November 6, 2020
Reading Time 3 min.

Aging In Place Definition

Aging in place definition: The ability to live in one’s own home and community safely, independently, and comfortably, regardless of age, income, or ability level.

This is from the CDC’s Healthy Places Terminology. Also, you can take a look at the Complete Guide to Aging in Place.

The aging in place definition can be broken down into 4 parts: Home, Community, Age and Ability level.

smiling woman sitting front of table considering aging in place definition


Your home: The size of your home, layout and setup may be the most important features  to consider when looking to age in place. Ranch style homes between 1200 and 1600 square feet are usually a good starting point, because stairs are the single most challenging part for many people as they age. Although other sizes and styles of homes can work, everyone is different and should be addressed as such. Kitchen safety and bathroom safety are two areas to focus on as most injuries within the home happen in one of these areas. Remodeling is something to consider if your home, bathroom or kitchen is not currently set up for safety and convenience as one ages. Universal design is a concept to look into to create a senior friendly home. Check out Aging Care for a more in depth look at universal design. 

For a free copy of 11 Common Fall Hazards in the Home and Solutions 
and a free copy of the Static Balance Home Exercise Progression
Opt-In Magnet #1


Your Community: This is your support network of friends and family as well as access to medical care. “No one is an island” is true and becomes even more true as we age. It is a natural part of life to need increased assistance at times and more frequent trips to a healthcare provider as the years go on. Do you live near friends and family members? If so, and they are willing and able to provide some assistance at times, it can greatly increase one’s ability to age in place. Everything from occasionally providing meals, driving to appointments, company for shopping trips or community activities,  light house work or just checking in, hanging out and talking for a while can increase quality of life and help one remain safely in their home for as long as possible.

Drawing of community of people living the aging in place definition


Age: This is the third part of the aging in place definition. This may seem the most obvious, but it is still an important factor, and one that can’t be avoided. With increased age, comes wisdom and experience. These can be helpful for navigating the changes we will be going through. Decreased vision, decreased balance, decreased strength, greater risk of falls, decreased bone density, decreased cognition and decreased fine motor control are all natural results of increasing age. The good news is there are ways to reduce the effects of these changes associated with aging. Being aware of what to expect and how to slow the decline can increase one’s ability to safely live at home.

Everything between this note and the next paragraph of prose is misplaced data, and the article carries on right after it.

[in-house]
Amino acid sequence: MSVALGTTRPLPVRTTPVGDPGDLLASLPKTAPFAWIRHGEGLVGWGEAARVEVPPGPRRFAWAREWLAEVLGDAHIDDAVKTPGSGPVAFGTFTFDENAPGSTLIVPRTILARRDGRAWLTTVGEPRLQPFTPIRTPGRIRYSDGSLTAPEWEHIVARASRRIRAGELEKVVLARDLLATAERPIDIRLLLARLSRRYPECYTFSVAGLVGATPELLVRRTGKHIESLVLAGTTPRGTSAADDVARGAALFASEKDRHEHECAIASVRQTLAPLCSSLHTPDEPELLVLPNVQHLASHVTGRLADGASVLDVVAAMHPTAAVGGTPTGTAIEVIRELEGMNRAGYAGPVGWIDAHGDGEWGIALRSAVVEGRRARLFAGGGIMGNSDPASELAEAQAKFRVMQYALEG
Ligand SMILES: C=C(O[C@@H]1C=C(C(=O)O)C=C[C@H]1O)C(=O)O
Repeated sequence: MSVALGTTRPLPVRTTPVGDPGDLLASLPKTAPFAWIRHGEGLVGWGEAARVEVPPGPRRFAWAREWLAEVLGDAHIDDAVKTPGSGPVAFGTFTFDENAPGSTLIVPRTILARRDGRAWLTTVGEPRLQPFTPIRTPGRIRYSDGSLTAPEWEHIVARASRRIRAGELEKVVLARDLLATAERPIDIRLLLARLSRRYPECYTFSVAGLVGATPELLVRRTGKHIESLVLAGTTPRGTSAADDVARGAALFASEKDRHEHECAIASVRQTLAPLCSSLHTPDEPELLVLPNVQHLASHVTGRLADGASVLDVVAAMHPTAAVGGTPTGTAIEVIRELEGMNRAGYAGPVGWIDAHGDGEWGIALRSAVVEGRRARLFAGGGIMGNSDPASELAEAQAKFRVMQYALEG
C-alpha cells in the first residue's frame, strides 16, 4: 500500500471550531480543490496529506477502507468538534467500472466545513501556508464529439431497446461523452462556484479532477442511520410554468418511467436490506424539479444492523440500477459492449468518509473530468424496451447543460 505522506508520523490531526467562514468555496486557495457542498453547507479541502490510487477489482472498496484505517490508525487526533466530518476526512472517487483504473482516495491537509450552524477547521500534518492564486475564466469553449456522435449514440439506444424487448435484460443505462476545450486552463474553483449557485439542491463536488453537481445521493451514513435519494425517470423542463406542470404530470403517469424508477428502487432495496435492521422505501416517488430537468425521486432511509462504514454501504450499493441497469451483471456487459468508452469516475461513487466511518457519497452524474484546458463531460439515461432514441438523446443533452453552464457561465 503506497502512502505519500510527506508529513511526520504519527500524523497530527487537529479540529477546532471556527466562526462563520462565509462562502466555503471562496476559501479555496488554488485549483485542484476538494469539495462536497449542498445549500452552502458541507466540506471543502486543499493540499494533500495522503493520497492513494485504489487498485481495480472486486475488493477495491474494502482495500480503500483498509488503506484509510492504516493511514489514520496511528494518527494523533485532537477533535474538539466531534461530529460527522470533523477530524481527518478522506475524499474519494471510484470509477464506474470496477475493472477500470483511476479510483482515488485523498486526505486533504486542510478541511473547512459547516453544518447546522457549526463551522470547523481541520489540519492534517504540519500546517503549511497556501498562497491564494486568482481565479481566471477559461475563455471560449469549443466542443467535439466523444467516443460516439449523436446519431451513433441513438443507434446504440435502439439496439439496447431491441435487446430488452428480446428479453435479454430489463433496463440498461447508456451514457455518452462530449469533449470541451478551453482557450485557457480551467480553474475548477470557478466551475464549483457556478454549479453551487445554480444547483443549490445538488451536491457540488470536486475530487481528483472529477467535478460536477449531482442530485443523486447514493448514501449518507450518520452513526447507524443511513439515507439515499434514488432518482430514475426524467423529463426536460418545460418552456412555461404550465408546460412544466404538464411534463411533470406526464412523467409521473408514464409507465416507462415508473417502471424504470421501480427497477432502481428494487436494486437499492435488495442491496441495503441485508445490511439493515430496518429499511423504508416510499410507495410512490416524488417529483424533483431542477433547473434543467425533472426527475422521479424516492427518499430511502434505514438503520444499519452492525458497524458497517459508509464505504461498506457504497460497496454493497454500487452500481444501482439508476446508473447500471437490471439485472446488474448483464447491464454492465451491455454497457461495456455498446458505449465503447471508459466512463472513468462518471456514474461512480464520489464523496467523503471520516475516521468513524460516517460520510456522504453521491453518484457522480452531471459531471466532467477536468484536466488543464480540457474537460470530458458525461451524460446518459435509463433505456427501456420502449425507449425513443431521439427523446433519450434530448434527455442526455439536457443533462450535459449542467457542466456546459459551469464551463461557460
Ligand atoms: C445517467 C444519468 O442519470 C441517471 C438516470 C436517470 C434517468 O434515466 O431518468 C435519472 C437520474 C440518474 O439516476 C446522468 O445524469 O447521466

For a free copy of 11 Common Fall Hazards in the Home and Solutions
And a free copy of the Static Balance Home Exercise Progression.
Opt-In Magnet #1


Ability level: This can also be thought of as functional independence. Can you get through your day safely with the skills, and assistive devices you have? For the last however many years, this was no trouble, but now there are more challenges everyday it seems. This is normal and can be overcome. For example: With young healthy knees, ascending/descending a flight of stairs was not something to avoid. With age and arthritis, the two steps to get into the home seem like a mountain that must be conquered for every trip to the grocery store. Knowing what to do to improve strength and use assistive devices to make this task less of a burden will help you age in place. 

As you can see from the aging in place definition, this is a concept about staying out of the healthcare system for as long as possible to enjoy the greatest quality of life in your own home. Check out this post for an in depth look at aging in place vs. step up in care model.

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